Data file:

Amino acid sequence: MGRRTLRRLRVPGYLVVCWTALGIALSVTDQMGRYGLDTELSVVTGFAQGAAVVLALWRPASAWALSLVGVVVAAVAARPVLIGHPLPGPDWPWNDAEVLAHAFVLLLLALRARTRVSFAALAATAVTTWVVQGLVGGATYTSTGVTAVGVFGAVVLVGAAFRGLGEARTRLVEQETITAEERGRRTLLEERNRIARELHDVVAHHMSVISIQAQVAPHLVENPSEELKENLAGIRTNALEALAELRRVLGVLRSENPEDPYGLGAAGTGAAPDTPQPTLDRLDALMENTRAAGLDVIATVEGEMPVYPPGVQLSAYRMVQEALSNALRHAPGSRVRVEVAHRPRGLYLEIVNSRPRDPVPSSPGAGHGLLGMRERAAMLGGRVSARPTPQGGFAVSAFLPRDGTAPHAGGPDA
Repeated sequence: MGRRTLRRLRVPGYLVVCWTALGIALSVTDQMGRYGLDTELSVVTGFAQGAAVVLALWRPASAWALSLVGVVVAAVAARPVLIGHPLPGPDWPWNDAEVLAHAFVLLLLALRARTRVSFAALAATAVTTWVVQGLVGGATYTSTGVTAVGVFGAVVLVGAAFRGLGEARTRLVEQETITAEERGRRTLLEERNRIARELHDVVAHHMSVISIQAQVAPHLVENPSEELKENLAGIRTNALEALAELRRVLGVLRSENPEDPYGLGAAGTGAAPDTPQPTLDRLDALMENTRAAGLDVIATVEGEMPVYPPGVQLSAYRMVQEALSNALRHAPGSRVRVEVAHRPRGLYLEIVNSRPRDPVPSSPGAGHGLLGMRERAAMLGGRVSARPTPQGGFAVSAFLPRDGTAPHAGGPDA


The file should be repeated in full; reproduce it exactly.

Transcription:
Amino acid sequence: MGRRTLRRLRVPGYLVVCWTALGIALSVTDQMGRYGLDTELSVVTGFAQGAAVVLALWRPASAWALSLVGVVVAAVAARPVLIGHPLPGPDWPWNDAEVLAHAFVLLLLALRARTRVSFAALAATAVTTWVVQGLVGGATYTSTGVTAVGVFGAVVLVGAAFRGLGEARTRLVEQETITAEERGRRTLLEERNRIARELHDVVAHHMSVISIQAQVAPHLVENPSEELKENLAGIRTNALEALAELRRVLGVLRSENPEDPYGLGAAGTGAAPDTPQPTLDRLDALMENTRAAGLDVIATVEGEMPVYPPGVQLSAYRMVQEALSNALRHAPGSRVRVEVAHRPRGLYLEIVNSRPRDPVPSSPGAGHGLLGMRERAAMLGGRVSARPTPQGGFAVSAFLPRDGTAPHAGGPDA
Repeated sequence: MGRRTLRRLRVPGYLVVCWTALGIALSVTDQMGRYGLDTELSVVTGFAQGAAVVLALWRPASAWALSLVGVVVAAVAARPVLIGHPLPGPDWPWNDAEVLAHAFVLLLLALRARTRVSFAALAATAVTTWVVQGLVGGATYTSTGVTAVGVFGAVVLVGAAFRGLGEARTRLVEQETITAEERGRRTLLEERNRIARELHDVVAHHMSVISIQAQVAPHLVENPSEELKENLAGIRTNALEALAELRRVLGVLRSENPEDPYGLGAAGTGAAPDTPQPTLDRLDALMENTRAAGLDVIATVEGEMPVYPPGVQLSAYRMVQEALSNALRHAPGSRVRVEVAHRPRGLYLEIVNSRPRDPVPSSPGAGHGLLGMRERAAMLGGRVSARPTPQGGFAVSAFLPRDGTAPHAGGPDA